My cycling groove is back.
After the first three attempts , I was confident enough to let the LOOP cycling app guide my bike rides. Rather than going for the more popular Eastern Coastal Park Connector Network cycling trail that links the beaches of East Coast, Changi and Pasir Ris, I decided to visit places I’d never explored. Using the app, I worked out a route from Jurong East to Clementi and followed its directions, stopping along the way to snap a few photos.
The Jurong-Clementi route
My first stop from Jurong East MRT Station was Jurong Town Hall (JTH), which sits atop a hill. Opened in 1975, the former headquarters of Jurong Town Corporation is a conserved building that was erected post-WWII, and also one of the youngest national monuments in Singapore.
Designed by Architects Team 3, the building bears nautical motifs – such as the mast-like clock tower and shape that resembles a ship’s hull – to reflect our port city’s trade. I paused to admire its iconic 50-metre-high digital clock tower. It still tells the time even as JTH undergoes renovation works.
Cycling down the busy Jurong Town Hall Road, I came to Pandan Reservoir, a fishing spot that’s also home to the Singapore Rowing Association. A gravel track marks the 6-kilometre loop that’s designed for both runners and cyclists, and rest shelters around the reservoir are indicated on the LOOP app, too.
Here, I spotted school children storing their canoes after a session of paddling in the artificial lake. A backdrop of jack-up rigs on the fringes reminds me that despite the reservoir’s quiet, I’m still in the heart of a bustling city.
A recreational fisherman passes me on his way to the water’s edge, a peacock bass dangling off one arm. A trial expansion of the fishing areas is currently ongoing, so more people like him will no doubt visit the reservoir in the future.
With its speckled body and distinct patterns on its tail fins – not unlike a peacock’s – it’s easy to see how the peacock bass got its name. Other freshwater fish like tilapia, catfish and knifefish can be caught here, the fisherman says.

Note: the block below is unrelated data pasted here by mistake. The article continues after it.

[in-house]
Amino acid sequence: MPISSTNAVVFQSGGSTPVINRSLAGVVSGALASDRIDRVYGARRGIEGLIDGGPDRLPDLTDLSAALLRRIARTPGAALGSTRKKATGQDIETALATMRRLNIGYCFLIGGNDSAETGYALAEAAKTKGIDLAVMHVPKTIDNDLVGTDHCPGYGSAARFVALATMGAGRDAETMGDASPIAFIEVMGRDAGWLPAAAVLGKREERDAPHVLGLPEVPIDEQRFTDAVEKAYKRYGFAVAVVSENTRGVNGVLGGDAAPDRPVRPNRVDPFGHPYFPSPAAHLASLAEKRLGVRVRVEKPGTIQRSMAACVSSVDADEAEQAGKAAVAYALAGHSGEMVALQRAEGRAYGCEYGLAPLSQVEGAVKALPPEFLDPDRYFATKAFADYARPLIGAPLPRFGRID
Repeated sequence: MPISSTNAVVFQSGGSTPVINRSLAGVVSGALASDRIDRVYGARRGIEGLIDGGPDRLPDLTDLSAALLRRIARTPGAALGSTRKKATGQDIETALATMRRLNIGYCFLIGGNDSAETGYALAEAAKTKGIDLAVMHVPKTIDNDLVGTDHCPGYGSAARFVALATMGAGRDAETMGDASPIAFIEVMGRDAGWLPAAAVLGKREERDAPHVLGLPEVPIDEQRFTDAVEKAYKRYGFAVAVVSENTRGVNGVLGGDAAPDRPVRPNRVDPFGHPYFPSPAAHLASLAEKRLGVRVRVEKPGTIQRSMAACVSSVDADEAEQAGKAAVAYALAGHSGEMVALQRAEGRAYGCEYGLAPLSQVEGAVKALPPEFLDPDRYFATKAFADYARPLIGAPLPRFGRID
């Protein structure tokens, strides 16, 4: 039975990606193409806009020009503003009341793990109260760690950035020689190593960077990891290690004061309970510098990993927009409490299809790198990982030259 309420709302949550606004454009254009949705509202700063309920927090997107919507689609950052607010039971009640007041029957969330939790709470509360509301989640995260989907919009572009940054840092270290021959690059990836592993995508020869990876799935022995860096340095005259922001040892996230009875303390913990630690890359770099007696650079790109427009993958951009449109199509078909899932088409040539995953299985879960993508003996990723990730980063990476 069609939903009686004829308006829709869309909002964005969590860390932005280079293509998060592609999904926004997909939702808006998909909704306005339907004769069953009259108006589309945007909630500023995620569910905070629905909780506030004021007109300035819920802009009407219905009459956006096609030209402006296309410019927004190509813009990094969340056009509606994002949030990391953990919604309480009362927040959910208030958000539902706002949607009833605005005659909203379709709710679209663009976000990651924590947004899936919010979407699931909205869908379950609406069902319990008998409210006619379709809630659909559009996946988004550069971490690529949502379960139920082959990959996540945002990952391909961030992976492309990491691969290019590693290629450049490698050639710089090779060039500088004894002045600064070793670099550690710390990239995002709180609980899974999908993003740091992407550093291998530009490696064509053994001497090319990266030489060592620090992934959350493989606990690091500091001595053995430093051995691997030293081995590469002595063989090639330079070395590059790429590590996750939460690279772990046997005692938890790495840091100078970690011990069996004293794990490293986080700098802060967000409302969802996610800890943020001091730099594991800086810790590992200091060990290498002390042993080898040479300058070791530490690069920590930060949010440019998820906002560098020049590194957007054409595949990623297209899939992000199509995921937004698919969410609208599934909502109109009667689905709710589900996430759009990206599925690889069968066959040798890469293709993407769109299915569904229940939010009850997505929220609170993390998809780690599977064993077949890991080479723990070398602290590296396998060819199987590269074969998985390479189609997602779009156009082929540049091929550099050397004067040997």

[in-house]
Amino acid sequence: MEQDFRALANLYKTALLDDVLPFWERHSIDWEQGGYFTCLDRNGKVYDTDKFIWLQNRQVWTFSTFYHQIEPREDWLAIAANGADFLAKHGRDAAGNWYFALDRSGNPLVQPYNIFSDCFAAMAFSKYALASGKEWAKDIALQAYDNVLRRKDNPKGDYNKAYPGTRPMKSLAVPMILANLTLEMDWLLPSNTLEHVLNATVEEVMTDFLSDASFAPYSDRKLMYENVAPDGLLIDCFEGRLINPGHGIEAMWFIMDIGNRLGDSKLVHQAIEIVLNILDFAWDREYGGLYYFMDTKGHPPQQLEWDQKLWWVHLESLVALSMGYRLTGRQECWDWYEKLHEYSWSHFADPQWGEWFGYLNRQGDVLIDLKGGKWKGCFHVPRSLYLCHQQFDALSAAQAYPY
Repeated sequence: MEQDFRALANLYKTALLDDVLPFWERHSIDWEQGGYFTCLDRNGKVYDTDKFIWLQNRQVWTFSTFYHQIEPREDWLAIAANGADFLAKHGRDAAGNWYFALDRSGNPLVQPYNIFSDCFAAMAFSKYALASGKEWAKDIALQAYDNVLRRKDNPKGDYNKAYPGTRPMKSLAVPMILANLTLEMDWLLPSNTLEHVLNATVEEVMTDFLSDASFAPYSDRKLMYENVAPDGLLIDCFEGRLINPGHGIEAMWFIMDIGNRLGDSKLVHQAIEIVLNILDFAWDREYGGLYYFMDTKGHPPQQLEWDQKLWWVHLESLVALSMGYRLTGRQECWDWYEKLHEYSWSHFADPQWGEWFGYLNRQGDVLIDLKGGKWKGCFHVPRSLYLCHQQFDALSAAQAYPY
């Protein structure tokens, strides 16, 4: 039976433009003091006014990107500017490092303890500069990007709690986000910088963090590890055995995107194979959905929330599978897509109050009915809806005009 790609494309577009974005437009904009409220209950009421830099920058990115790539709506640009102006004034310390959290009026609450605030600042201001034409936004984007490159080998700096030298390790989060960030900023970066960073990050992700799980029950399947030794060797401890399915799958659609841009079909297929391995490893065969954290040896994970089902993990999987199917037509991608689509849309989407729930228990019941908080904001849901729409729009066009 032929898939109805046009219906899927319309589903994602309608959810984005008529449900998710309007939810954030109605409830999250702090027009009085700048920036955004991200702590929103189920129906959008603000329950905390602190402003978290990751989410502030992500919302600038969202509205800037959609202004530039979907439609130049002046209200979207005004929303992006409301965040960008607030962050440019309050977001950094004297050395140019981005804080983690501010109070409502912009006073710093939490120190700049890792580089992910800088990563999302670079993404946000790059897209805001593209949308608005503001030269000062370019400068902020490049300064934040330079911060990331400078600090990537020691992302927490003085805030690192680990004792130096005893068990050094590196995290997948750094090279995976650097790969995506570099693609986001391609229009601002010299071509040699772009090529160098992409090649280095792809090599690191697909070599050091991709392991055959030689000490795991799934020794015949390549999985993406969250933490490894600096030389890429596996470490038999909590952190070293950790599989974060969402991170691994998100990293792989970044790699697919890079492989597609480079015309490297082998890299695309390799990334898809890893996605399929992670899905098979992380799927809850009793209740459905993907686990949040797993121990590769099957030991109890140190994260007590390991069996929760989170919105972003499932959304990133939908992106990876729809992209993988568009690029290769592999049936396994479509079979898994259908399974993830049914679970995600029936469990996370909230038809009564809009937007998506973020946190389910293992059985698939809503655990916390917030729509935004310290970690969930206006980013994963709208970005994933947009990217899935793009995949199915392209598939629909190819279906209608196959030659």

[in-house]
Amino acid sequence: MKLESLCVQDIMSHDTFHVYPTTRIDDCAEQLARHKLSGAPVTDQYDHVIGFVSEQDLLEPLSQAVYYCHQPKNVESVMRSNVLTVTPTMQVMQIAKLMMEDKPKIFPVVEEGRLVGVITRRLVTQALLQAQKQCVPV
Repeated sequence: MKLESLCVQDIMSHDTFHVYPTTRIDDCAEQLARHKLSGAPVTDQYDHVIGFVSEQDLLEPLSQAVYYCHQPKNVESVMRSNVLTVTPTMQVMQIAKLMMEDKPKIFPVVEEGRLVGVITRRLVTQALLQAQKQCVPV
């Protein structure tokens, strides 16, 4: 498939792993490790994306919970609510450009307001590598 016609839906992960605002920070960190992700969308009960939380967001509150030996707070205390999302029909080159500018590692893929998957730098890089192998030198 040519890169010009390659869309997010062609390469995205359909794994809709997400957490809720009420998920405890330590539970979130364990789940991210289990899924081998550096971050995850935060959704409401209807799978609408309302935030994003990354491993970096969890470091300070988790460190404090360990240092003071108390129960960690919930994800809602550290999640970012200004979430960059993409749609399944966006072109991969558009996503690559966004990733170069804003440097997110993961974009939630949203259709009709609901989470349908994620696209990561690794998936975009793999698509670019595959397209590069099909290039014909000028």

As I wound around the reservoir, I took a quick detour to Jalan Buroh, located on the southeastern end of the area.
There, a sight unfamiliar to most Singaporeans awaits: two wooden jetties jut out from the Sungei Pandan mangroves, their legs fully exposed by the low tide. These mangroves offer a glimpse of old Jurong, a forest reserve that had been one of 15 protected areas in the early 1900s , prior to Singapore’s industrialisation.
This remaining stretch of mangrove is worlds apart from the shipyards that line the other side of the Sungei Pandan Bridge. Extensive cleaning by volunteers has helped, though, and it continues to teem with wildlife – think herons, egrets, tortoises and kingfishers.
I caught the sunset as I returned to Pandan Reservoir, then followed the Ulu Pandan Park Connector that runs along Sungei Pandan.
The Park Connector led me to a rather unusual spiral ramp, which actually takes people to a bridge across the Ayer Rajah Expressway. Shaped like a nautilus, it’s a gentle slope up and a fun ride down. Its dedicated two-way bike track also means that cyclists need not dismount and lug their bikes up, unlike other overhead bridges.
I arrived at the Rail Bridge on the old Jurong Railway Line, which crosses Sungei Ulu Pandan. Opened in 1965, trains ran for about 30 years before closing in the early ’90s, making it one of the least successful industrial infrastructure schemes in West Singapore.
But this end of the Ulu Pandan Park connector is beautiful, with its forest-lined avenues and waterfowl that flock to the area. It passes a few MRT stations, too, so making an exit is easy if you decide to end your cycling trail early (provided you are, like me, on a foldable bike).
The Northern Explorer route
My next route is what the National Parks Board calls the Northern Explorer Loop, another popular cycling route that leads from Yishun to Woodlands.
My journey began in Khatib, near the sprawling prawning farms at multi-recreational park ORTO, and also not far from Kampung Kampus, a Ground-Up Initiative that aims to reconnect city folk with the environment they live in.